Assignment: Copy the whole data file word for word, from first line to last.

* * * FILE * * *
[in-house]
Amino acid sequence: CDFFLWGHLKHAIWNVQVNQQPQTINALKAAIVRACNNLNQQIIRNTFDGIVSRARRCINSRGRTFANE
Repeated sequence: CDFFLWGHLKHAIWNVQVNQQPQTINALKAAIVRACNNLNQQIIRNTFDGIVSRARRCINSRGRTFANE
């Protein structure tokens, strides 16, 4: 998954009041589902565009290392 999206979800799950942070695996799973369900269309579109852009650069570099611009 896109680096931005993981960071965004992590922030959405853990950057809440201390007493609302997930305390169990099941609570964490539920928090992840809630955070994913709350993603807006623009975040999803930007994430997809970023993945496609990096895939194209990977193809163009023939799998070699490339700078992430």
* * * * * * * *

[in-house]
Amino acid sequence: CDFFLWGHLKHAIWNVQVNQQPQTINALKAAIVRACNNLNQQIIRNTFDGIVSRARRCINSRGRTFANE
Repeated sequence: CDFFLWGHLKHAIWNVQVNQQPQTINALKAAIVRACNNLNQQIIRNTFDGIVSRARRCINSRGRTFANE
């Protein structure tokens, strides 16, 4: 998954009041589902565009290392 999206979800799950942070695996799973369900269309579109852009650069570099611009 896109680096931005993981960071965004992590922030959405853990950057809440201390007493609302997930305390169990099941609570964490539920928090992840809630955070994913709350993603807006623009975040999803930007994430997809970023993945496609990096895939194209990977193809163009023939799998070699490339700078992430």